|Andrea Pecunia||Via Pecunia, Riomaggiore (SP), Italy|
|Company’s name:||Telephone number:|
|Terre Sospese||(+39) 328 7074791|
‘Terre Sospese’, a white wine, and ‘Refursà’, a sweet dessert wine.
White wine – Terre Sospese:
Andrea owns around 2000 vining plants, scattered throughout little pieces of land in the hills above Riomaggiore. Most of them are of Bosco, while the rest are Albarola (which the locals call Bianchetta) and Vermentino. These vines are typical of the Cinque Terre and all of the wines made here have a bit of each.
In September, helped by some young students, Andrea begins to harvest the grapes, picking them by hand and carrying most of the boxes of grapes on his own back to his winery.
The grapes will then be destemmed and lightly crushed. Andrea places the juice, peels and seeds in open terracotta amphorae, where they will begin to ferment, and the sugar will turn into alcohol.
What is particular about Andrea’s wine is how he leaves it to ferment. In fact, while red wine is left to ferment of its peels – this is how it gets its color – the peels of white wine are usually separated from the juice soon after the destemming process.
Andrea, on the other side, prefers to leave the peels to ferment with the juice in the slightly open amphorae for as long as 10 days. It is very important to stir this mix a couple of times a day as the peels will tend to rise to the surface and oxidize, which would give the wine an acidic taste.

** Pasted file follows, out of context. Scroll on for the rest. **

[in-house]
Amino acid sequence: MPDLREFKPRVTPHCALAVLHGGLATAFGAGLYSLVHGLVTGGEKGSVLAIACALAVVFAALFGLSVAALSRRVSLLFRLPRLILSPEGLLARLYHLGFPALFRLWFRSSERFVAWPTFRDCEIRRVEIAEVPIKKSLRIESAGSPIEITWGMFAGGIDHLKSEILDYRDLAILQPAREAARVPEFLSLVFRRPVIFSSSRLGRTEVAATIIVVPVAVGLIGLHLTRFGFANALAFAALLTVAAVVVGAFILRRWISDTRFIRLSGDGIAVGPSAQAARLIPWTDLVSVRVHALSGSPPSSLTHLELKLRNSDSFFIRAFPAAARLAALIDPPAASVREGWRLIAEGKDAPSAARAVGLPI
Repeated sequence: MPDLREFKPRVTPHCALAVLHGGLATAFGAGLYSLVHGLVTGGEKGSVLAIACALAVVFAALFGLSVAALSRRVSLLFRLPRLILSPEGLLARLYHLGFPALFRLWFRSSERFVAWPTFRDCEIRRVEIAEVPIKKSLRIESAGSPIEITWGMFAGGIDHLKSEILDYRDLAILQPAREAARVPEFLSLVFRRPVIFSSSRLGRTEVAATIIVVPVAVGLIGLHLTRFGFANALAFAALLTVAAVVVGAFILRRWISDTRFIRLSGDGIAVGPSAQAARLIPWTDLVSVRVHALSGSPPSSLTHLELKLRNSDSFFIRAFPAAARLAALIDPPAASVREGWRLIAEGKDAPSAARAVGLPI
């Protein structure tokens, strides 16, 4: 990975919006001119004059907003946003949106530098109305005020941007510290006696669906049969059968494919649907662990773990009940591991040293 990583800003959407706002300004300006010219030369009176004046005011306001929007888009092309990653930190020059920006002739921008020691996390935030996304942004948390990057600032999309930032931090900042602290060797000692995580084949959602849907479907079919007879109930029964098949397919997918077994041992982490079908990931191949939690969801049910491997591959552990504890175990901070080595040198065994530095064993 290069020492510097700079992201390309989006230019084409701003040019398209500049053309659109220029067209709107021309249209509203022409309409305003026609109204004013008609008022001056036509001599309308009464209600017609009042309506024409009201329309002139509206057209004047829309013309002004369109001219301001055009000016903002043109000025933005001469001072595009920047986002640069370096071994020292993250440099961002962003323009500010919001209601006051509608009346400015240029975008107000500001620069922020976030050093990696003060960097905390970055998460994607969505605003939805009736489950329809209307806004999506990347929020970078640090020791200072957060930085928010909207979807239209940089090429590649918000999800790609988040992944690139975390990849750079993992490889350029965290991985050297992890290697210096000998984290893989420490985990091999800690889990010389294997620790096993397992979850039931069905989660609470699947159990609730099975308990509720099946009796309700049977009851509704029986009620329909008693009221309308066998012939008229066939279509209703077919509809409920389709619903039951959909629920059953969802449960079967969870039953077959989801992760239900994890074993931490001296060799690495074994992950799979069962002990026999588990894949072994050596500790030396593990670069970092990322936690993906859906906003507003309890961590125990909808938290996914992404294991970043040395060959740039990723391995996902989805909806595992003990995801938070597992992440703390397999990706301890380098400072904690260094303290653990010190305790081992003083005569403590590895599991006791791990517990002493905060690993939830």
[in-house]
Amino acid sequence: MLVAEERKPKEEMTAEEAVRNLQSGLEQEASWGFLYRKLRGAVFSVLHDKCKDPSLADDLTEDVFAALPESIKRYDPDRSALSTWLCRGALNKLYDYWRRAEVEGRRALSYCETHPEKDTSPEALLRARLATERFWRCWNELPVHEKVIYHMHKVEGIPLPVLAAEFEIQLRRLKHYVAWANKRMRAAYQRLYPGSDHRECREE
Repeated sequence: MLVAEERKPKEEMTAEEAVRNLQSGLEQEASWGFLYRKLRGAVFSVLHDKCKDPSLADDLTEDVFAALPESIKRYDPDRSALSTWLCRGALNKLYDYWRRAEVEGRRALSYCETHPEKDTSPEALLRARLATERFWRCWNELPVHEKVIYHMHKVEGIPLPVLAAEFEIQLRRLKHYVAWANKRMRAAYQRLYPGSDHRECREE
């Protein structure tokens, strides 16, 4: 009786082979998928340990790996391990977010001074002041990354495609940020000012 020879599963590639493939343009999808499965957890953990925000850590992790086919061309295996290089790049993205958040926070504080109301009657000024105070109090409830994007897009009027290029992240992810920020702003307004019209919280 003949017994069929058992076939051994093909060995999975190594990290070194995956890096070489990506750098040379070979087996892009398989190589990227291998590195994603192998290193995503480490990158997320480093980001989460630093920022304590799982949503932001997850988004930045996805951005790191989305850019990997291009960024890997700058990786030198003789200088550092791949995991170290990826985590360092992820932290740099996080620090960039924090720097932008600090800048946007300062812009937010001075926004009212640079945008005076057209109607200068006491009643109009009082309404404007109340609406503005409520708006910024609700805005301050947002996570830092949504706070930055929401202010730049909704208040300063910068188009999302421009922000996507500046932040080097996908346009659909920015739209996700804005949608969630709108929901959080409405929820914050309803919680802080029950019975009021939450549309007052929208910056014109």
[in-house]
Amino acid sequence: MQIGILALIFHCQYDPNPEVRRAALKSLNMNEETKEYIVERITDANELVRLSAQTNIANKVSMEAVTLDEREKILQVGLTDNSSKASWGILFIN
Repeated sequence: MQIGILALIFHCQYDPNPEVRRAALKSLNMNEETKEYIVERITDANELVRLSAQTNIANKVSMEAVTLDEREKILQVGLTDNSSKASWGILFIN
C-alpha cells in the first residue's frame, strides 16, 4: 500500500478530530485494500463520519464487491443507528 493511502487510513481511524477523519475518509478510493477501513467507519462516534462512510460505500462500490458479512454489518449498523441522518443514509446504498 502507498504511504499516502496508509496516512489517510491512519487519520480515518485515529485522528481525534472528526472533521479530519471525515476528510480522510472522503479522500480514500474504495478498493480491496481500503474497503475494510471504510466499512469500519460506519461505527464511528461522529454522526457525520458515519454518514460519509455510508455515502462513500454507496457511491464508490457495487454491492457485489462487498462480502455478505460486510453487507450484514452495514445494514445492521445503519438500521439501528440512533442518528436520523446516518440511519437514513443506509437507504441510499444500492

After finally separating the peels from the juice, he’ll place the latter within sealed amphorae for 4 / 5 months, until the wine is be ready to be bottled.
Refursà, a sweet white dessert wine :
During the harvest, the healthiest grapes are hanged on a grid to dry until around December. They are then pressed, left to ferment with their peels for up to 21 days and then usually left to mature in an amphora for one or two years.
Andrea is young, a bit nervous for my ‘interview’ and full of passion for his wine. A door on a side street opens onto his tiny winery, finally a fresh place after the day’s heat. Everything he needs is in there, from the machine (still manual) that he uses to de-stem the grapes to his amphorae, four small ones and three bigger ones. Made of terracotta, he chose to let his wine mature in them for he believes it is one of the most natural ways to keep wine. He has bought a barrique, but it is still sitting there unused, ready for a new experiment.
His grapes come from a small plot of land he inherited from his grandfather plus other pieces of land he rents, all scattered in the hills at the back of Riomaggiore. A couple of years ago Andrea felt that making wine was in his blood, so he left everything else and came back to the Cinque Terre to try to tame some parts of this land. He likes this work, and feels that winemaking is an important part of human life.
Could you find it at La Sosta?
Yes. We buy both his wines (Terre Sospese and Refursà) .